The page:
What is the role of corticosteroids in the treatment of ophthalmologic manifestations of ankylosing spondylitis?

Updated: May 15, 2020
  • Author: Jean Deschênes, MD, FRCSC; Chief Editor: Hampton Roy, Sr, MD  more...
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Answer

Answer

Corticosteroids decrease the recruitment of inflammatory cells and alter cell function. They may be administered topically, via periocular injection, or systemically, and then tapered slowly.

Topical steroids are used to treat disease limited to the anterior segment. Prednisolone acetate 1% is most effective in reducing anterior chamber inflammation. Adverse effects include cataract formation and increased intraocular pressure. Therapeutic levels of corticosteroids cannot be achieved in the vitreous via the topical route; therefore, this method of administration is ineffective for posterior segment disease. An alternative route of delivery may be considered when the anterior uveitis is severe or unresponsive to topical treatment. However, before injecting depot steroids, a 4- to 6-week course of topical steroids may be useful to ensure that the patient is not a steroid responder. Typically, prednisolone acetate 1% is prescribed every hour while awake, with dexamethasone ointment at bed time.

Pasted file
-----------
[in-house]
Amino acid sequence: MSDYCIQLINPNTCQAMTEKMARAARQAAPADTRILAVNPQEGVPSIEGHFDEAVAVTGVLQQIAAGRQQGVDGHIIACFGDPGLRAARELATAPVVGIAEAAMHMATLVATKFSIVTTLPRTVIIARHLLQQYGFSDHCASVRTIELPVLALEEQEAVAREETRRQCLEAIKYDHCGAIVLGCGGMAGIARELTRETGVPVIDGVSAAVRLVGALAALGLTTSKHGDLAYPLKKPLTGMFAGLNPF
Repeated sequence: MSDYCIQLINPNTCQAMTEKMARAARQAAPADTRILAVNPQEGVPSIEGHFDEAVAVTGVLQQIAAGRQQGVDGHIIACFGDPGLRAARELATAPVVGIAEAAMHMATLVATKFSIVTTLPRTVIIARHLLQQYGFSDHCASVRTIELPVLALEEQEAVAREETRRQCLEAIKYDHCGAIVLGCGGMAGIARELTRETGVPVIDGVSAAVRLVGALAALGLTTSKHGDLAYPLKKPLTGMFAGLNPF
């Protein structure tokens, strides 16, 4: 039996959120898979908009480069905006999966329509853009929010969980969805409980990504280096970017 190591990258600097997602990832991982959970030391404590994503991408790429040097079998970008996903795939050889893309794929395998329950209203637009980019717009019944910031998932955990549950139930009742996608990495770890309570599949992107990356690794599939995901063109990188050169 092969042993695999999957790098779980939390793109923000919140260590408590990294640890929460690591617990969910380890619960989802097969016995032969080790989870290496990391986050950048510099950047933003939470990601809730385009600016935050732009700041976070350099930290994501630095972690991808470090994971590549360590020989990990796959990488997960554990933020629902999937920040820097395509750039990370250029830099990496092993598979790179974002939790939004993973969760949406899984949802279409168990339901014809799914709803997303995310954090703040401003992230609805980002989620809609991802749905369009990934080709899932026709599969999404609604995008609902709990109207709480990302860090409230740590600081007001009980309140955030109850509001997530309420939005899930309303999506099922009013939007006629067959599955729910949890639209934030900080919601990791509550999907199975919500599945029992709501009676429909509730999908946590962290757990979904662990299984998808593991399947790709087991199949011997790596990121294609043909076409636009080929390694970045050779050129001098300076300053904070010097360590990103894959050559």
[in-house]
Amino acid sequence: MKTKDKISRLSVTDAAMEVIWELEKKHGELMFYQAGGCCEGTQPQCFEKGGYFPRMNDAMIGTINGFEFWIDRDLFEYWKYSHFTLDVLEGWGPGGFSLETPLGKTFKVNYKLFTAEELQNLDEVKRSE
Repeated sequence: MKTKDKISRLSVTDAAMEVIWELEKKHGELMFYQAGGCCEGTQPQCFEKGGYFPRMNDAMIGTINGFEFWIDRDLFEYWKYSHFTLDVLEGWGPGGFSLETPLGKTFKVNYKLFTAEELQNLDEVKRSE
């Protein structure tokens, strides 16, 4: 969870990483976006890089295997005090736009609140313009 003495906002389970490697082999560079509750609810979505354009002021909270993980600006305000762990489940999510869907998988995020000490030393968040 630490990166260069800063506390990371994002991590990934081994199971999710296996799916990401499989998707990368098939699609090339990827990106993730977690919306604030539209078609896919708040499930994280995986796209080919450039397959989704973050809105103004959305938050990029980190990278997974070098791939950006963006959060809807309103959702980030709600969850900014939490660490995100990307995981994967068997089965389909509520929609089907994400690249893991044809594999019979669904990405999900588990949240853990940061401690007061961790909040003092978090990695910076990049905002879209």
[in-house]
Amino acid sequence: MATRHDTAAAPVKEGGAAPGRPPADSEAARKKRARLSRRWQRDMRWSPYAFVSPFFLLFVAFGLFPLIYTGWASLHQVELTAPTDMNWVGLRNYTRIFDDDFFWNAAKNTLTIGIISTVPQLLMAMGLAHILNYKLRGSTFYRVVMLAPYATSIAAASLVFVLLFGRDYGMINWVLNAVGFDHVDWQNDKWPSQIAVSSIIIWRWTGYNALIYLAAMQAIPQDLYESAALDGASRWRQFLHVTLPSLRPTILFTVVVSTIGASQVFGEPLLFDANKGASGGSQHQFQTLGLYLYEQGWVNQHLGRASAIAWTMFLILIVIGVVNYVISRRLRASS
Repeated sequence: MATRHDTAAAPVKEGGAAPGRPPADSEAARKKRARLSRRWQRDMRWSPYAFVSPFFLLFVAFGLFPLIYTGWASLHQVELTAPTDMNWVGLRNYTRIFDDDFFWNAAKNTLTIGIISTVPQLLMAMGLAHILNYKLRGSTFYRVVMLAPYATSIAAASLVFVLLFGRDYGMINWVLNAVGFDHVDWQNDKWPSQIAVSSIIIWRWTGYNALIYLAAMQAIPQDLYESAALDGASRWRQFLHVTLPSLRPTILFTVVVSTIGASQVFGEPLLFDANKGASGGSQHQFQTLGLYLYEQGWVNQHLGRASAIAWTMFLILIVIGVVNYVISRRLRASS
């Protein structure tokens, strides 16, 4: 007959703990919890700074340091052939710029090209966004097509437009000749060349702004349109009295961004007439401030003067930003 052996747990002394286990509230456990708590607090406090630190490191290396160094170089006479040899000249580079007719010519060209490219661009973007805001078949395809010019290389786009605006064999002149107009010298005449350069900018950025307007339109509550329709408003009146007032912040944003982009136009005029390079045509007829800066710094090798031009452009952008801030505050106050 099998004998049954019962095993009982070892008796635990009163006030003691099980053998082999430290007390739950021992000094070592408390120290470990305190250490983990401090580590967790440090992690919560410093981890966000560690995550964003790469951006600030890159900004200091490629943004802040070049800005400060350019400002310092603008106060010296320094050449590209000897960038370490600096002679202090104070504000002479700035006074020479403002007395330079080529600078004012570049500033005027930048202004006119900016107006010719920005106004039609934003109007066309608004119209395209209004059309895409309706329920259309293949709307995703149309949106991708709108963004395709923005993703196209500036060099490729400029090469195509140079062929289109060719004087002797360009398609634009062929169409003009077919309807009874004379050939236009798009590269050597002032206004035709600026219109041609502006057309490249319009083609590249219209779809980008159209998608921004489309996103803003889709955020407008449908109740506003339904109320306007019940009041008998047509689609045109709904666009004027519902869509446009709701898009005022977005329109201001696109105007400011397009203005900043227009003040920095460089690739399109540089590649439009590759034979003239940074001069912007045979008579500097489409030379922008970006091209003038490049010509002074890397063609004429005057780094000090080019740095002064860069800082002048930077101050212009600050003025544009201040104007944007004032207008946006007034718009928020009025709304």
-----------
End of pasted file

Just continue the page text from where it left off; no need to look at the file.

Periocular corticosteroids may be used to treat severe anterior uveitis, intermediate uveitis, or CME. Complications include cataract formation and increased intraocular pressure, which may be refractory to all forms of therapy, short of surgical removal of the injected material.

Systemically administered corticosteroids may be considered for vision-threatening uveitis unresponsive to maximal topical and periocular therapy. An internal medicine or rheumatology consultation is advisable in the management of these patients in the absence of an ophthalmologist specialized in uveitis.

If systemic treatment is required, it is necessary to determine whether medical contraindications to systemic corticosteroids exist, particularly in children and in elderly patients. Systemic corticosteroids suppress growth in children. They may exacerbate diabetes mellitus in susceptible individuals. Weight gain and fluid retention are expected effects. Electrolyte imbalance is a common complication. Long-term hazards include osteoporosis, compression of the spine, gastrointestinal hemorrhage, and reduction in immune response to infection, especially tuberculosis.


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